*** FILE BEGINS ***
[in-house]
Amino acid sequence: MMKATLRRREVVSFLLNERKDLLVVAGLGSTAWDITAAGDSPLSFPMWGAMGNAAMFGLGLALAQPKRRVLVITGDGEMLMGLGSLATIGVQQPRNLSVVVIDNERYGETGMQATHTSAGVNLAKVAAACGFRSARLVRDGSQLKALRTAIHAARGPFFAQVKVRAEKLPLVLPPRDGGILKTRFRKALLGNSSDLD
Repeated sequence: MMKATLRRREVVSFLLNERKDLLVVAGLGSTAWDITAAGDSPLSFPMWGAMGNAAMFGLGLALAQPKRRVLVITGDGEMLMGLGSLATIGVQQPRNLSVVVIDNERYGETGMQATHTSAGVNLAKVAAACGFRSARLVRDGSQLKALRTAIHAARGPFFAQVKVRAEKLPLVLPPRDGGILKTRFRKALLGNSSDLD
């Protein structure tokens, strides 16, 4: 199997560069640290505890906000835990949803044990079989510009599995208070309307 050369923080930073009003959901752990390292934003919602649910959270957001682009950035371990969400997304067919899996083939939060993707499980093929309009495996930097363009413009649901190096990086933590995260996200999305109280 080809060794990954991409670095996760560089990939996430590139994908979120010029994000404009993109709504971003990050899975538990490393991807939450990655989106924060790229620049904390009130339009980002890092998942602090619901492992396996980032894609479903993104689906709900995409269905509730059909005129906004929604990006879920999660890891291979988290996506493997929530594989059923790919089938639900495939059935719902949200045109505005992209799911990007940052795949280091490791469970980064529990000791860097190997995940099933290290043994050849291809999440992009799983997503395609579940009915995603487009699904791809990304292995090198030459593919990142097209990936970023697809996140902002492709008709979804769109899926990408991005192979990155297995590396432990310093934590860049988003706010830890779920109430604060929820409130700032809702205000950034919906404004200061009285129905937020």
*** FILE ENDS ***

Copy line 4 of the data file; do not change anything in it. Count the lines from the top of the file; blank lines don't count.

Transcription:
């Protein structure tokens, strides 16, 4: 199997560069640290505890906000835990949803044990079989510009599995208070309307 050369923080930073009003959901752990390292934003919602649910959270957001682009950035371990969400997304067919899996083939939060993707499980093929309009495996930097363009413009649901190096990086933590995260996200999305109280 080809060794990954991409670095996760560089990939996430590139994908979120010029994000404009993109709504971003990050899975538990490393991807939450990655989106924060790229620049904390009130339009980002890092998942602090619901492992396996980032894609479903993104689906709900995409269905509730059909005129906004929604990006879920999660890891291979988290996506493997929530594989059923790919089938639900495939059935719902949200045109505005992209799911990007940052795949280091490791469970980064529990000791860097190997995940099933290290043994050849291809999440992009799983997503395609579940009915995603487009699904791809990304292995090198030459593919990142097209990936970023697809996140902002492709008709979804769109899926990408991005192979990155297995590396432990310093934590860049988003706010830890779920109430604060929820409130700032809702205000950034919906404004200061009285129905937020």